NA2-Small-x: Physics at the LHC and future DIS experiments

We aim at strengthening the communication and collaboration between the European groups involved in theoretical and phenomenological studies in small-x physics. Understanding the dynamics of the strong interaction at high energies is one of the central topics in nuclear and particle physics. From a fundamental point of view, Quantum Chromodynamics (QCD) is today the only quantum field theory that may be studied experimentally in all regimes from strong to weak coupling and from confined to deconfined matter. From an applied point of view, QCD processes constitute the main background and source of uncertainties for the precise determination of parameters in the Standard Model and for searches of new physics. Increasing our understanding of the dynamics of QCD at high energies is of extreme importance for several reasons:

  • A genuinely new, non-linear regime of QCD is expected to occur at high energies. Here the Color Glass Condensate (CGC) effective theory provides a controlled weak coupling description applicable in spite of the nonperturbatively large gluonic field strengths. Hints of the breaking of fixed-order perturbation theory have been found at HERA and RHIC, but only data from the LHC and future DIS experiments can unambiguously establish the existence of the nonlinear regime.
  • The behavior of gluons carrying only a small fraction x of the proton and nuclear momentum determines the bulk of particle production in relativistic heavy ion collisions. These gluons provide the initial conditions for the subsequent evolution towards a quark-gluon plasma in nuclear collisions at the LHC. A good control of these initial conditions is paramount for understanding the emergence of collectivity at the macroscopic level from the microscopic QCD dynamics.
  • New developments in high energy QCD also have implications for rarer observables in the hard domain, where parton densities are not large but linear small-x physics, beyond fixed-order perturbation theory, may nevertheless play a crucial role.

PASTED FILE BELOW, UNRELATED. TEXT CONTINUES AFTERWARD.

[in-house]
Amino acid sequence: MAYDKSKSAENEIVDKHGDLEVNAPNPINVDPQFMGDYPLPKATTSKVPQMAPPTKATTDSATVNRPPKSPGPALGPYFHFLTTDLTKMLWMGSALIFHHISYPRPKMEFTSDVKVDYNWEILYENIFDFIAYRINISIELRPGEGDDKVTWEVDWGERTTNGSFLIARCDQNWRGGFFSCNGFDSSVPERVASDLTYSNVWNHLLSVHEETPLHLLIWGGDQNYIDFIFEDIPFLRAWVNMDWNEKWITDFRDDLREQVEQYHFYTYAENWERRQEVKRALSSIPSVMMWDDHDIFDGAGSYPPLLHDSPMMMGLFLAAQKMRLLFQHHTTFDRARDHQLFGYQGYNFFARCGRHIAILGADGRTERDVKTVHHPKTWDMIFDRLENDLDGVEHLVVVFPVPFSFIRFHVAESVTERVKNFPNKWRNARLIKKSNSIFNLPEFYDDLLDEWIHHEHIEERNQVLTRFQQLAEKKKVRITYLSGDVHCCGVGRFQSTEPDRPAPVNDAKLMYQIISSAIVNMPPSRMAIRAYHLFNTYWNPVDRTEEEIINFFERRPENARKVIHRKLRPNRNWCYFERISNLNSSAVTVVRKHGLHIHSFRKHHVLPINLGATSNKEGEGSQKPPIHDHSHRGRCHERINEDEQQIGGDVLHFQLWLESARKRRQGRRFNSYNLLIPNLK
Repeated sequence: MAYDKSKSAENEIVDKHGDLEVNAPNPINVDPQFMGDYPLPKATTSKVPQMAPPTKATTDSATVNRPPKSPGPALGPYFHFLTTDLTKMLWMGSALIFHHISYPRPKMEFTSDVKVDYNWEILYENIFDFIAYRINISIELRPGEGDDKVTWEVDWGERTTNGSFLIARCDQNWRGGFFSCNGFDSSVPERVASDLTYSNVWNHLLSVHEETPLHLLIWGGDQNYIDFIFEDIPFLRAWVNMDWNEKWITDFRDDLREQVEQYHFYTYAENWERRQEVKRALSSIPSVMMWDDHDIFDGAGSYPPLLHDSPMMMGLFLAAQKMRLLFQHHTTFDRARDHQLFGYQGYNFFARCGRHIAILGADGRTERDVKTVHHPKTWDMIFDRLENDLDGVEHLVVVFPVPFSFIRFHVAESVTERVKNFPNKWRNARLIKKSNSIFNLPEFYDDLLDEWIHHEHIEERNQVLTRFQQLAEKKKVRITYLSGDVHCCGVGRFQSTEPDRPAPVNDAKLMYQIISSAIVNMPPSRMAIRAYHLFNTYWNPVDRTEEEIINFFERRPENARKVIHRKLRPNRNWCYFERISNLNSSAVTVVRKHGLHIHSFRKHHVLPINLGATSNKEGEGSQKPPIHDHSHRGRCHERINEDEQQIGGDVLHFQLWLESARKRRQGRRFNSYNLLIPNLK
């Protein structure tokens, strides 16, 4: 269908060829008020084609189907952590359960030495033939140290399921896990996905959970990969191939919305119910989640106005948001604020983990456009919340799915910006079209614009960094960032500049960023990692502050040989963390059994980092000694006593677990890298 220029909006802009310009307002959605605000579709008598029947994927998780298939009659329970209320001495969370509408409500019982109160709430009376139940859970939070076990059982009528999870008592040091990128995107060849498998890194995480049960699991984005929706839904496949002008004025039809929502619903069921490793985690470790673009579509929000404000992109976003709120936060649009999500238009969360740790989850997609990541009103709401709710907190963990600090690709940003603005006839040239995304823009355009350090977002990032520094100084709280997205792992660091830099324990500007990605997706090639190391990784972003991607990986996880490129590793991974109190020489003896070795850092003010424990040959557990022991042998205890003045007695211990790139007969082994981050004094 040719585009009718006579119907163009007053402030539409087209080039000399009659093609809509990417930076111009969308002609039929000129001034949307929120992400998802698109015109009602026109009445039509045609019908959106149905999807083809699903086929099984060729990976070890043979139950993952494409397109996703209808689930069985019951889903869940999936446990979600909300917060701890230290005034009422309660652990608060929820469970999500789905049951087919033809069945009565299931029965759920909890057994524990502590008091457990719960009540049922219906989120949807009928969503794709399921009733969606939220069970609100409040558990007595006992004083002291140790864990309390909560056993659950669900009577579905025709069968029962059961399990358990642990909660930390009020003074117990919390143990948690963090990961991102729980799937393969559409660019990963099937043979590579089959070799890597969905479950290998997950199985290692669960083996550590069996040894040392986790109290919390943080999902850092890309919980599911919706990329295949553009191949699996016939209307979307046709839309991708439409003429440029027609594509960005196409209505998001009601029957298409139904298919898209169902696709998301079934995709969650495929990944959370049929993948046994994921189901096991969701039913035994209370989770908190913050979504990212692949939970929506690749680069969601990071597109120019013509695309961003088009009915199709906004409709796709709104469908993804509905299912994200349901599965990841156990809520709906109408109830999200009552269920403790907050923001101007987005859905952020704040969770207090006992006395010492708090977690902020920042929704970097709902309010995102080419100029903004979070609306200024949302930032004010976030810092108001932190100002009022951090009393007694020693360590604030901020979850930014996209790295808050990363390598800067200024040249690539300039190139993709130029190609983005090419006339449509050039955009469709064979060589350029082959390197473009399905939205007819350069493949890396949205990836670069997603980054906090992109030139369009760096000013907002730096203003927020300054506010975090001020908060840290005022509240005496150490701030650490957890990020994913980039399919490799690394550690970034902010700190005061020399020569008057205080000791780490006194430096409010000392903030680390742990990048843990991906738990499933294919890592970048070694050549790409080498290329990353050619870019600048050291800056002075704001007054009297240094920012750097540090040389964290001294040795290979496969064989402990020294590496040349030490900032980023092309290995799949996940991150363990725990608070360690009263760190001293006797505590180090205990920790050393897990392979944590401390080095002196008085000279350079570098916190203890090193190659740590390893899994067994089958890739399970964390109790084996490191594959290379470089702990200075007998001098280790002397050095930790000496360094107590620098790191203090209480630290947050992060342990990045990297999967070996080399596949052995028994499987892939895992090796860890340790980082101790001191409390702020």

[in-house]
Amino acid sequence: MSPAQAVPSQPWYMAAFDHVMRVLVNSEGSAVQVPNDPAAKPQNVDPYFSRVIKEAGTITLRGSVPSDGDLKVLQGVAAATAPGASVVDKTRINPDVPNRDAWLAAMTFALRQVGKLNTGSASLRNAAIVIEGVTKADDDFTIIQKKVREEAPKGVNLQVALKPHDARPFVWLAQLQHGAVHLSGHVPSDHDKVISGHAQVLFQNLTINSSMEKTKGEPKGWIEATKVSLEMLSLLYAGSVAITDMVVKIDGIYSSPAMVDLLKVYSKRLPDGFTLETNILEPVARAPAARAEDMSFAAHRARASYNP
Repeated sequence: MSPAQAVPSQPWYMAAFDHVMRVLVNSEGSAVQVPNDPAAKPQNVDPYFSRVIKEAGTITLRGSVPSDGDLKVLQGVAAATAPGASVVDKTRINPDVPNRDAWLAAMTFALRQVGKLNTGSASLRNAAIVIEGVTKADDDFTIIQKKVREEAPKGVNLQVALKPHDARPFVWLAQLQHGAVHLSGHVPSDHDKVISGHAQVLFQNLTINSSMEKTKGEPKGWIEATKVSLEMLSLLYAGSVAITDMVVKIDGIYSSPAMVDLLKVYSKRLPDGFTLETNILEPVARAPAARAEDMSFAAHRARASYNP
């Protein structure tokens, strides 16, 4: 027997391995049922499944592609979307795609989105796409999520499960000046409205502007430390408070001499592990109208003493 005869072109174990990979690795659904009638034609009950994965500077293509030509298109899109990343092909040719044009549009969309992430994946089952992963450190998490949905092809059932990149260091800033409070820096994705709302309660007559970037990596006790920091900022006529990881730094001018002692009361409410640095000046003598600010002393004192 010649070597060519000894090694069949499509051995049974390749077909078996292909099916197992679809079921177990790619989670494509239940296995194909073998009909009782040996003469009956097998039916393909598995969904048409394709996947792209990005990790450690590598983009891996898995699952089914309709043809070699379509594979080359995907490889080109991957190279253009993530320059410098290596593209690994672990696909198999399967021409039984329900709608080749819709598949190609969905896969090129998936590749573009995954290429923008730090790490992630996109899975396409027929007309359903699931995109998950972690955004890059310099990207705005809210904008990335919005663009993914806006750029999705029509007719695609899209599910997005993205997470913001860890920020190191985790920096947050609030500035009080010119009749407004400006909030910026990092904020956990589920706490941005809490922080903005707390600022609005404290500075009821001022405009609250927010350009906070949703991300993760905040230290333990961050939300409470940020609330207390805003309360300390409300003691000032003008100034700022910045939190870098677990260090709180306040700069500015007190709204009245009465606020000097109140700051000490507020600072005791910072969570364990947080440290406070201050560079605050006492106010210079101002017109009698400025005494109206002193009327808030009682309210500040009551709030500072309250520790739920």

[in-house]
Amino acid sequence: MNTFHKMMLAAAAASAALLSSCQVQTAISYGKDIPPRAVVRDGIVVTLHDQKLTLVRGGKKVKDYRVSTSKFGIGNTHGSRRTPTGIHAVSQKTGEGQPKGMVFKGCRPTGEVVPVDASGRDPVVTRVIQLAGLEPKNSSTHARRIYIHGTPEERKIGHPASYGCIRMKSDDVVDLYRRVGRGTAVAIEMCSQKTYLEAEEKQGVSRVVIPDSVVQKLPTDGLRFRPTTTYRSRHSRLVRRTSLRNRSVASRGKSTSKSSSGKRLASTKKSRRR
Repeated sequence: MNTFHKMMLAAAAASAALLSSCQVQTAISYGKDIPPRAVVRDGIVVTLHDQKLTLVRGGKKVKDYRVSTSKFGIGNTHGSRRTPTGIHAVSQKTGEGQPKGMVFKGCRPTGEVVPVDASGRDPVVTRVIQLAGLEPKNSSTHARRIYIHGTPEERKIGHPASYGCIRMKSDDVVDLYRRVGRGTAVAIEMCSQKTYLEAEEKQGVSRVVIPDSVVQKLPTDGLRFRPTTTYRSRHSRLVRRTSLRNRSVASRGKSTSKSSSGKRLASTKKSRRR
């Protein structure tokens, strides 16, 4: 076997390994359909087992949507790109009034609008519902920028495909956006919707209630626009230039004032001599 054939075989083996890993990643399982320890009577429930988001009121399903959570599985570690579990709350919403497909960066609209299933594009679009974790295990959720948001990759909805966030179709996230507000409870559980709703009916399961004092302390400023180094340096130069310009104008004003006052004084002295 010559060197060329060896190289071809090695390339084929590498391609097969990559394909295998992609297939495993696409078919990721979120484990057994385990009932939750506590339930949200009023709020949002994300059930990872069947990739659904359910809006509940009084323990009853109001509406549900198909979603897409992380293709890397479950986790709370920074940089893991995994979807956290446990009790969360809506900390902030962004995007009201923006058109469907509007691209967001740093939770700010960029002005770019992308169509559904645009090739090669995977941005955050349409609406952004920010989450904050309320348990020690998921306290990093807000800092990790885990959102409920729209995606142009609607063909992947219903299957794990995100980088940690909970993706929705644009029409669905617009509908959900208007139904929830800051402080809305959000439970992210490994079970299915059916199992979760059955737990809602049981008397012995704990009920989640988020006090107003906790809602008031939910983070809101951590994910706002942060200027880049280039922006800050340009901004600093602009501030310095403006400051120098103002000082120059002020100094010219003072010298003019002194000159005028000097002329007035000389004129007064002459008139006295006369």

• The nuclear wave function at small x determines the cross sections for interactions of high-energy cosmic rays in the atmosphere, thus the determination of their energy and composition.
In recent years there has been a large outburst of precision calculations in the CGC for evolution equations, particle production and correlations, and of improvements in the determination of nuclear parton densities (nPDFs) using all available sets of data including those from the Large Hadron Collider LHC at CERN. Many of these advances have been pioneered by participants in this proposal. Besides, experiments at the LHC and the Relativistic Heavy-Ion Collider RHIC at BNL have shown that small collision systems, pp and pA, show hints of a collective behavior that must be understood in order to characterise the partonic matter created in heavy-ion collisions and to model hadronic and nuclear collisions for both theoretical and experimental studies. The experimental program will be further pursued at RHIC and, above all, at the LHC in the next decade with pp, pPb and PbPb runs. New electron- proton/nucleus deep-inelastic scattering (DIS) experiments are under consideration in the US (the Electron Ion Collider EIC identified as the highest priority for new facility construction after FRIB in the 2015 Nuclear Physics LRP of the DOE) and at CERN (the Large Hadron-electron Collider LHeC and the Future Circular Collider FCC).
Work Package: 13
Lead beneficiary: USC - Spain
Co-leadership: JYU
Spokespersons: This email address is being protected from spambots. You need JavaScript enabled to view it., This email address is being protected from spambots. You need JavaScript enabled to view it.
Partners: CNRS - This email address is being protected from spambots. You need JavaScript enabled to view it., JYU - This email address is being protected from spambots. You need JavaScript enabled to view it., IFJ PAN - This email address is being protected from spambots. You need JavaScript enabled to view it.

This project has received funding from the European Union’s Horizon 2020 research and innovation programme under grant agreement No 824093

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